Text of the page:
On the Road to Open Source
Today we are kicking off an effort to open source BitFunnel, a library for high-performance full-text search over a chunk of the internet, spread across thousands of machines. It is based on a probabilistic algorithm that identifies and ranks documents according to queries involving keywords, phrases, and mathematical expressions.
BitFunnel is the most significant accomplishment in my 35 years building software. I am proud of the system we created and want to share it with the world. For me, BitFunnel is a true joy and I can’t get enough of it. I love the elegance of the underlying math and its translation into a tight inner loop. I love the algorithm’s contrarian performance profile and its quirky probabilistic nature, but what I love most of all is the code.
We were lucky to be able to build the team and the codebase from scratch and to do it our way. We had no dependencies and as such, we were masters of our destiny. We strove to make the code modular, to adopt a test-forward approach, to deeply review every change, and to continuously knead our lump of clay, always refactoring, always striving for simplicity, and never stopping until there was nothing left to remove.
So did we succeed? On the one hand, the project was a success in that our small team started with a blank sheet of paper and an unorthodox approach and created a search engine that has handled live traffic continuously for years on thousands of machines deep inside of Bing. It is not a toy. As I write this, we have never had a production outage, and the codebase continues to adapt to a growing pool of internal collaborators, partners, and customers.
On the flip side, we created a system that is super-complex with too much coupling and not enough documentation. BitFunnel started out small and elegant and then grew more complex over time. We were pragmatic and made tradeoffs that were necessary to form partnerships and meet schedules and get into production. And this was good for Bing, but over time, BitFunnel became less and less relevant outside of Bing.
The real epiphany came one day when a researcher from MSR asked if he could try out BitFunnel. “Of course,” I said. “we designed it up front to be modular and free of dependencies. You should have no trouble using it.” Famous last words. I then sat with him for a week trying to boot a copy of the system in his office and failed utterly. What an embarrassment! I had no idea how many couplings and dependencies and hidden assumptions had made their way into the codebase over the years, despite a culture of constant refactoring and detailed design reviews.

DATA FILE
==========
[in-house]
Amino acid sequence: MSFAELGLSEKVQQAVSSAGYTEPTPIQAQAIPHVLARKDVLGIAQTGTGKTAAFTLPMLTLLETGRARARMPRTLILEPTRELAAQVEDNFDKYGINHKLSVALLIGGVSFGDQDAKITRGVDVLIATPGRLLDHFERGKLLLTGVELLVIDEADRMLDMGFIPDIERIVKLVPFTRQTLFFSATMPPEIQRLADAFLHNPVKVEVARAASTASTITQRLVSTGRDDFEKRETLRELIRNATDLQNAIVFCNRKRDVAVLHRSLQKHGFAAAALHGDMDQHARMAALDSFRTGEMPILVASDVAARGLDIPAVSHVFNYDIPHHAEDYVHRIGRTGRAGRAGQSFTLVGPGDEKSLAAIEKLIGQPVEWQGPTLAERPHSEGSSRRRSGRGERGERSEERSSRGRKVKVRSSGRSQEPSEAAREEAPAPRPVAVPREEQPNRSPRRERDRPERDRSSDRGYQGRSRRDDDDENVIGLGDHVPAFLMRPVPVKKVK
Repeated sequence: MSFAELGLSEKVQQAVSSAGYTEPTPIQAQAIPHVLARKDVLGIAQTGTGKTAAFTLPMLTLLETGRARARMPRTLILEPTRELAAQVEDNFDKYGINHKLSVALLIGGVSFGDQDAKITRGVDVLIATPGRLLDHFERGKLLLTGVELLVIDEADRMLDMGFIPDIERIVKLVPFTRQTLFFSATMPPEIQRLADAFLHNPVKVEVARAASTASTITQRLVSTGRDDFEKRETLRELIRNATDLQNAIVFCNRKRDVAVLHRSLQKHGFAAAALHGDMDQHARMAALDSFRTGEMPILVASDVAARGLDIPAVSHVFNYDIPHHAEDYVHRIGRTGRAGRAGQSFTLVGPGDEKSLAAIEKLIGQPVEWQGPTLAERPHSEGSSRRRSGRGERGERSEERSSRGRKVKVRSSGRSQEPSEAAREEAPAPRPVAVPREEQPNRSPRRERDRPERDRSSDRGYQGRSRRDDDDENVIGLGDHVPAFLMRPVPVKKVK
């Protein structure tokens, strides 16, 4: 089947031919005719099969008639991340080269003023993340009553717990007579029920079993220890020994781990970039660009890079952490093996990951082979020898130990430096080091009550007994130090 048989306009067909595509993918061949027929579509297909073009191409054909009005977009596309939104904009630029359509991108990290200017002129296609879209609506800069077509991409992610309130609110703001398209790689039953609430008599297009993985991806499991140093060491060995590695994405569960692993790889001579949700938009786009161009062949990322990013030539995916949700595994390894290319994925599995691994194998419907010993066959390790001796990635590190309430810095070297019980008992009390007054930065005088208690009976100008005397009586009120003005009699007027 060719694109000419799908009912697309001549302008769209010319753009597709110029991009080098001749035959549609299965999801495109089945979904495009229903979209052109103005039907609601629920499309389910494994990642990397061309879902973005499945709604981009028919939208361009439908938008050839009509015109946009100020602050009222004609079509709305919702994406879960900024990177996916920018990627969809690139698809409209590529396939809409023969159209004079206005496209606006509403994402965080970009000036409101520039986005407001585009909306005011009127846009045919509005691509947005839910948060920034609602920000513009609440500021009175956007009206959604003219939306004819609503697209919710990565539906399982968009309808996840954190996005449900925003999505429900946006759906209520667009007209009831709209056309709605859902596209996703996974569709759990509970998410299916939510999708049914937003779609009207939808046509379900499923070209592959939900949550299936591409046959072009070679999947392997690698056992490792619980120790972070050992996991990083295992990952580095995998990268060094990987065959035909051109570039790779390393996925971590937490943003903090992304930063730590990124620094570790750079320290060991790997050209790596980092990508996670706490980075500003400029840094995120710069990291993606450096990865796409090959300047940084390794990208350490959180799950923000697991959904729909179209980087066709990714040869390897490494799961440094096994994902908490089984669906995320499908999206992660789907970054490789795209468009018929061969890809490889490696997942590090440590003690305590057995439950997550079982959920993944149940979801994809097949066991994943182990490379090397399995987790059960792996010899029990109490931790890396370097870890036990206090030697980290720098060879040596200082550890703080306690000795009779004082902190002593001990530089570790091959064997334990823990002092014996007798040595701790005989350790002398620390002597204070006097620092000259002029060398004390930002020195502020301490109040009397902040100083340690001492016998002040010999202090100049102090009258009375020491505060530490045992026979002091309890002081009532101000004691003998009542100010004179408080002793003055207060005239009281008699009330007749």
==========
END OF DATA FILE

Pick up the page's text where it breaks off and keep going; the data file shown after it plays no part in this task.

Now we have an opportunity to revisit the decisions that introduced unnecessary complexity. BitFunnel is but a small cog in the massive machine that is Bing and today there is no way to boot up the system outside of our data centers. Our biggest challenge in making BitFunnel relevant to the open source community will be removing Bing-specific functionality that has deep dependencies on the internals of the rest of the Bing web crawling and index serving infrastructure.
Our other challenge will be removing barnacles - those bits of code and idioms whose original rationale have been lost to the mists of time but can’t be removed without pulling a thread that may unravel a large amount of code.
We plan to remove the barnacles while reusing planks from the old ship to build a new, smaller vessel with a more streamlined design. Our approach is to start with an empty repository and bring over modules one-by-one, keeping only the functionality that is useful and can be justified by a fairly rigorous set of scenario-focused tests.
A few years back, I was thrilled to see BitFunnel go live on the internet. The idea worked, the math had been proven, the code was written. We watched with bated breath as the first traffic hit our servers and were excited to see the stream of queries grow from a trickle to a thundering Niagara Falls.
Today that excitement continues as we carry out a copy/paste rewrite of the BitFunnel codebase. We will continue to bring over modules one by one, porting them to Linux and OSX, while writing about our journey on these pages.
Won’t you join us? It’s going to be fun. I think this is the beginning of a beautiful friendship.